Gayle Nelson is a development consultant, attorney, and blogger. For over fifteen years she has worked with diverse nonprofit organizations helping leaders build the capacity they need to grow and fulfill their mission. Gayle has experience as an executive director and board member. Through her practice Gayle writes government and foundation grants, facilitates strategic planning activities, and educates leaders on how to ask for major and planned gifts. As a Commissioner on the Illinois Commission for the Elimination of Poverty, Gayle partners with government and nonprofit leaders across the State to fight for programs and polices that help Illinois residents support themselves and their children. Gayle is also the author of Your Fellow Board Member. The blog provides resources and best practices on succession planning and leadership development in nonprofit organizations.
Many nonprofit leaders leave their 990s to their tax preparers. But more and more donors are examining the form as part of their due diligence. By using their returns to educate and clarify, nonprofits can garner increased revenue and donor engagement.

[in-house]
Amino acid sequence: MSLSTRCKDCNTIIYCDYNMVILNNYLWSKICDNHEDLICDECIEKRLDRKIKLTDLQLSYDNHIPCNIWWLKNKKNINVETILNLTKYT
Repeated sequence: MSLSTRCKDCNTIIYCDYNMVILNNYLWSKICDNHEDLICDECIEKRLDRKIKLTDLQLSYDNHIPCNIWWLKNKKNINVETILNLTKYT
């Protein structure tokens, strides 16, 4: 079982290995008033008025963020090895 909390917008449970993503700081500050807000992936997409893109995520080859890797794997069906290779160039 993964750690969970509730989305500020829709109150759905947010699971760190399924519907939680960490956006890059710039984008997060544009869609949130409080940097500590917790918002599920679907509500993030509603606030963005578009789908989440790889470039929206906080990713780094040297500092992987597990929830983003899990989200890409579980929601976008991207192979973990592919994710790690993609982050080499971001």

Well-known social media campaigns like the Ice Bucket Challenge garner large-scale engagement and immediate attention, but translating this success into long-term awareness and financial support requires more than a click. Take, for example, the case of the ACLU.
Although marijuana remains classified as an illegal substance by the federal government, the industry is booming thanks to legalization in more than half of the states. Many marijuana businesses want to give back, but many nonprofits remain hesitant.
A group of prominent large foundations and advisors have created an unusual new pool of grant funding that will focus on overcoming those problems that inevitably emerge when doing ambitious nonprofit projects in unstable circumstances.
According to an NIJ study, 20 percent of female college students are sexually assaulted while on campus. Some choose to file a complaint in their institution’s Title IX office, but these proceedings are full of challenges for the accused and the accuser.
Although many victims of domestic violence remain silent, often those close to them are aware of the violence and want to help. A new Illinois law provides resources and education to hair stylists and others who find themselves in a situation to help.
Throughout the 2016 fiscal year, Illinois leaders failed to pass a state budget. Without a budget, the state reneged on their contracts with many social service organizations. The current six-month budget expires on December 31st, leaving many nonprofits wondering if 2017 will be a repeat of last year’s disaster.